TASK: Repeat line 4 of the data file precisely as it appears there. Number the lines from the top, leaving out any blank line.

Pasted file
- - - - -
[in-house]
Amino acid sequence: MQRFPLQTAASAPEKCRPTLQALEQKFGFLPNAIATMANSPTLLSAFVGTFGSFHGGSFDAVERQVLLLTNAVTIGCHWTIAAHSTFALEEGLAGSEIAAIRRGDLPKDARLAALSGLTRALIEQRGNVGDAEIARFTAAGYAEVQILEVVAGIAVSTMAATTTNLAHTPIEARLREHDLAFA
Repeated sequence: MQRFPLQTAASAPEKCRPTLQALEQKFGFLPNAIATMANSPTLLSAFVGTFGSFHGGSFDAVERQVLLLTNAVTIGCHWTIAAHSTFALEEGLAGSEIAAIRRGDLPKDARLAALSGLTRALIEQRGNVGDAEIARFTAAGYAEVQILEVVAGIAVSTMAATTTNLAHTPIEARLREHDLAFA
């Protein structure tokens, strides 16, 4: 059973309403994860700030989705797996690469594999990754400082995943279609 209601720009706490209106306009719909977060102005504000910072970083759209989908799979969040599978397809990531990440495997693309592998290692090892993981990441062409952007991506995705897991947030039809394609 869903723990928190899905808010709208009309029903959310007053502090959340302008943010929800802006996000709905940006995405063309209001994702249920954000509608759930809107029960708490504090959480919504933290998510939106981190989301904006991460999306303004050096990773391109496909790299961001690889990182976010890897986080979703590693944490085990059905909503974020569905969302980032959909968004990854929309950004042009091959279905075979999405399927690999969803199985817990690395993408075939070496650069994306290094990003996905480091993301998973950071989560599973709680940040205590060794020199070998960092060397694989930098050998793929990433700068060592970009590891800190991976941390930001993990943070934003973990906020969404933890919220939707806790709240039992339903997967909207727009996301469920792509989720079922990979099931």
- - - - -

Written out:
């Protein structure tokens, strides 16, 4: 059973309403994860700030989705797996690469594999990754400082995943279609 209601720009706490209106306009719909977060102005504000910072970083759209989908799979969040599978397809990531990440495997693309592998290692090892993981990441062409952007991506995705897991947030039809394609 869903723990928190899905808010709208009309029903959310007053502090959340302008943010929800802006996000709905940006995405063309209001994702249920954000509608759930809107029960708490504090959480919504933290998510939106981190989301904006991460999306303004050096990773391109496909790299961001690889990182976010890897986080979703590693944490085990059905909503974020569905969302980032959909968004990854929309950004042009091959279905075979999405399927690999969803199985817990690395993408075939070496650069994306290094990003996905480091993301998973950071989560599973709680940040205590060794020199070998960092060397694989930098050998793929990433700068060592970009590891800190991976941390930001993990943070934003973990906020969404933890919220939707806790709240039992339903997967909207727009996301469920792509989720079922990979099931």